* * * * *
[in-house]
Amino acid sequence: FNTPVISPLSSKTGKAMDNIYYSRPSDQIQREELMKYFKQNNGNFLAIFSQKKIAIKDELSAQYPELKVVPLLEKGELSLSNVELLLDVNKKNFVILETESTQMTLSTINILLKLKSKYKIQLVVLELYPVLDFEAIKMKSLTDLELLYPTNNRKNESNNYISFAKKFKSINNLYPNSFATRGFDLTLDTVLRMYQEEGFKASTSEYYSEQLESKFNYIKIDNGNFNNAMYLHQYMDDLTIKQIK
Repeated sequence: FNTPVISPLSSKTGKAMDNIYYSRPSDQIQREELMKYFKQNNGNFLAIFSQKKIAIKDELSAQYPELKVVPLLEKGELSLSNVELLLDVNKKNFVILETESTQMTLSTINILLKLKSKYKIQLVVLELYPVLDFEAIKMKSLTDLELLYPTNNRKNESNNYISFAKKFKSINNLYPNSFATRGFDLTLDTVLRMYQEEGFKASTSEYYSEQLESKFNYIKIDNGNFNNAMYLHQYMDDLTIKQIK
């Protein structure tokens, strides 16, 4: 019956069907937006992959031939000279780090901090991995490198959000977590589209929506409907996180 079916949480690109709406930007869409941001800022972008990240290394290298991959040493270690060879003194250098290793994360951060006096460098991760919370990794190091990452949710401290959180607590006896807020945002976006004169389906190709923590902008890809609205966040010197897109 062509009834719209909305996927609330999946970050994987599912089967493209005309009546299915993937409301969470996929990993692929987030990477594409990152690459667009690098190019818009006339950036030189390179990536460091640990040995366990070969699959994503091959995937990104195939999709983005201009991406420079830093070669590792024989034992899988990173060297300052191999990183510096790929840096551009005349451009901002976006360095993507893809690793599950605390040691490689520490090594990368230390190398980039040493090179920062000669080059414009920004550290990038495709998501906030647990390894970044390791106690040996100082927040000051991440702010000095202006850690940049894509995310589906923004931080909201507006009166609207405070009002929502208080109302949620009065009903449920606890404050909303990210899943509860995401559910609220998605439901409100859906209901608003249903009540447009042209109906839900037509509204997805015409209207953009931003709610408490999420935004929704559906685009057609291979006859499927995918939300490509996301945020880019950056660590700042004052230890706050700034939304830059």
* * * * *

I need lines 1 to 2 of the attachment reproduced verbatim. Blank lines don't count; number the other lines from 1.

[in-house]
Amino acid sequence: FNTPVISPLSSKTGKAMDNIYYSRPSDQIQREELMKYFKQNNGNFLAIFSQKKIAIKDELSAQYPELKVVPLLEKGELSLSNVELLLDVNKKNFVILETESTQMTLSTINILLKLKSKYKIQLVVLELYPVLDFEAIKMKSLTDLELLYPTNNRKNESNNYISFAKKFKSINNLYPNSFATRGFDLTLDTVLRMYQEEGFKASTSEYYSEQLESKFNYIKIDNGNFNNAMYLHQYMDDLTIKQIK